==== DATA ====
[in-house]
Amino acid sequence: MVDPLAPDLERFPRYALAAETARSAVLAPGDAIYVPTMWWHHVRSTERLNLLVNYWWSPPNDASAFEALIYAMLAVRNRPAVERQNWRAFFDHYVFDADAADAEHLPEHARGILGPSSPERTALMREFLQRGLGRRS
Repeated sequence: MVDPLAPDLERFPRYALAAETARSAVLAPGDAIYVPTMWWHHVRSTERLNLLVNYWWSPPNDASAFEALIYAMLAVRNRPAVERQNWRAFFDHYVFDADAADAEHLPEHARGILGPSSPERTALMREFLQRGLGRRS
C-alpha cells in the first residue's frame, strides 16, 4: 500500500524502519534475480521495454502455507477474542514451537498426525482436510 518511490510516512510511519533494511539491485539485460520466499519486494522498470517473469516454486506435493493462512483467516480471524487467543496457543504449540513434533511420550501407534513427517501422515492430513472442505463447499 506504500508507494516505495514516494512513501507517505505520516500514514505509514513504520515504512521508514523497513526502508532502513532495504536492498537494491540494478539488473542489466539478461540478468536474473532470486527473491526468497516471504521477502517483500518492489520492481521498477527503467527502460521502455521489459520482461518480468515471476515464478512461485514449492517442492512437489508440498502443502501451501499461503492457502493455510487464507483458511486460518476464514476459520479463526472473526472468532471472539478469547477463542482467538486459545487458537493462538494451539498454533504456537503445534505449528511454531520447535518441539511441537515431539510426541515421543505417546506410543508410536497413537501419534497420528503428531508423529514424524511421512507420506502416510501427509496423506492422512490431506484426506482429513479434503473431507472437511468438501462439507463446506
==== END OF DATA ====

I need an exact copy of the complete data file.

[in-house]
Amino acid sequence: MVDPLAPDLERFPRYALAAETARSAVLAPGDAIYVPTMWWHHVRSTERLNLLVNYWWSPPNDASAFEALIYAMLAVRNRPAVERQNWRAFFDHYVFDADAADAEHLPEHARGILGPSSPERTALMREFLQRGLGRRS
Repeated sequence: MVDPLAPDLERFPRYALAAETARSAVLAPGDAIYVPTMWWHHVRSTERLNLLVNYWWSPPNDASAFEALIYAMLAVRNRPAVERQNWRAFFDHYVFDADAADAEHLPEHARGILGPSSPERTALMREFLQRGLGRRS
C-alpha cells in the first residue's frame, strides 16, 4: 500500500524502519534475480521495454502455507477474542514451537498426525482436510 518511490510516512510511519533494511539491485539485460520466499519486494522498470517473469516454486506435493493462512483467516480471524487467543496457543504449540513434533511420550501407534513427517501422515492430513472442505463447499 506504500508507494516505495514516494512513501507517505505520516500514514505509514513504520515504512521508514523497513526502508532502513532495504536492498537494491540494478539488473542489466539478461540478468536474473532470486527473491526468497516471504521477502517483500518492489520492481521498477527503467527502460521502455521489459520482461518480468515471476515464478512461485514449492517442492512437489508440498502443502501451501499461503492457502493455510487464507483458511486460518476464514476459520479463526472473526472468532471472539478469547477463542482467538486459545487458537493462538494451539498454533504456537503445534505449528511454531520447535518441539511441537515431539510426541515421543505417546506410543508410536497413537501419534497420528503428531508423529514424524511421512507420506502416510501427509496423506492422512490431506484426506482429513479434503473431507472437511468438501462439507463446506